One of my (good) habits at work is watching deal notes to see why we’re winning or losing customers - it’s a great way to keep a pulse on what’s actually happening in the market vs pitching ideas in your cushy product strategy circle (where there are no sales quotas or churn events).
This is great, though I’ve always wondered why everyone says “timing” is important (unless, it’s qualified by a definition, which you added).
Timing isn’t the important thing, there’s no “good time” inherently for anything. However, when you have a perfect storm of customer pain, differentiators and GTM strategy, that’s when it’s a good “time” to ship. And that could be in 1975, 2022 or 2050. So it’s not timing per se, it’s the underlying factors that create the right environment for launch.
Hi, Ibrahim. It's great to have more people thinking about solving customer problems earlier in the product development process. I think the three questions you posed would be familiar to most people in sales (and probably those in marketing, too); it's the way most sales funnels work.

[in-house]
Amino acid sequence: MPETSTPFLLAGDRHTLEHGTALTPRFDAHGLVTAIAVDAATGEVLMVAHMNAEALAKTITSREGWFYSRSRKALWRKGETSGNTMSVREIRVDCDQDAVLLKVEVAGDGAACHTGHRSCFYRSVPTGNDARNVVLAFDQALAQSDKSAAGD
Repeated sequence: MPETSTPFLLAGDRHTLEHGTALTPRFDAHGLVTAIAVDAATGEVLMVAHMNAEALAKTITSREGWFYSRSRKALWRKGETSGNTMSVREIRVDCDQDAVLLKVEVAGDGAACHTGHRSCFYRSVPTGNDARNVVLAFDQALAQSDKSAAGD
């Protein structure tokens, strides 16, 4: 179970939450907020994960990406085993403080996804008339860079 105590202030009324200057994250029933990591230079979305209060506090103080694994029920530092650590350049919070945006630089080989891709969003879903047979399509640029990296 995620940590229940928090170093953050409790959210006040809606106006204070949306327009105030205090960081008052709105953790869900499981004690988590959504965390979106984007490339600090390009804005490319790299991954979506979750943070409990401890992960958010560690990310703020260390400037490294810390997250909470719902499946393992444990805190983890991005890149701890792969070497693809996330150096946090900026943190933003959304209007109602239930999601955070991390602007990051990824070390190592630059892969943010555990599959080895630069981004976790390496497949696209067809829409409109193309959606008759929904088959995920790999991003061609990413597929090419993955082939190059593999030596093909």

Another way to think about the problem, is as a 2x2 where the vertical axis has "Customers Recognise they Have a Problem" at the top, and "Customers Do Not Recognise They Have a Problem" at the bottom. That axis relates to your first question (why buy anything)? Then on the horizontal axis starting with the left: "Customers Are Not Looking For A Solution", with "Customers Are Looking for A Solution" at the right". This mostly relates to your third question. Then in the top right quadrant, you position your solution in a category for customers that recognise they have a problem, and are looking for a solution. For the other quadrants, you can use different tactics to help move customer toward the top right.
Here is my crudely drawn diagram: https://s3.amazonaws.com/shared-ha.rley.org/buying_funnel.jpg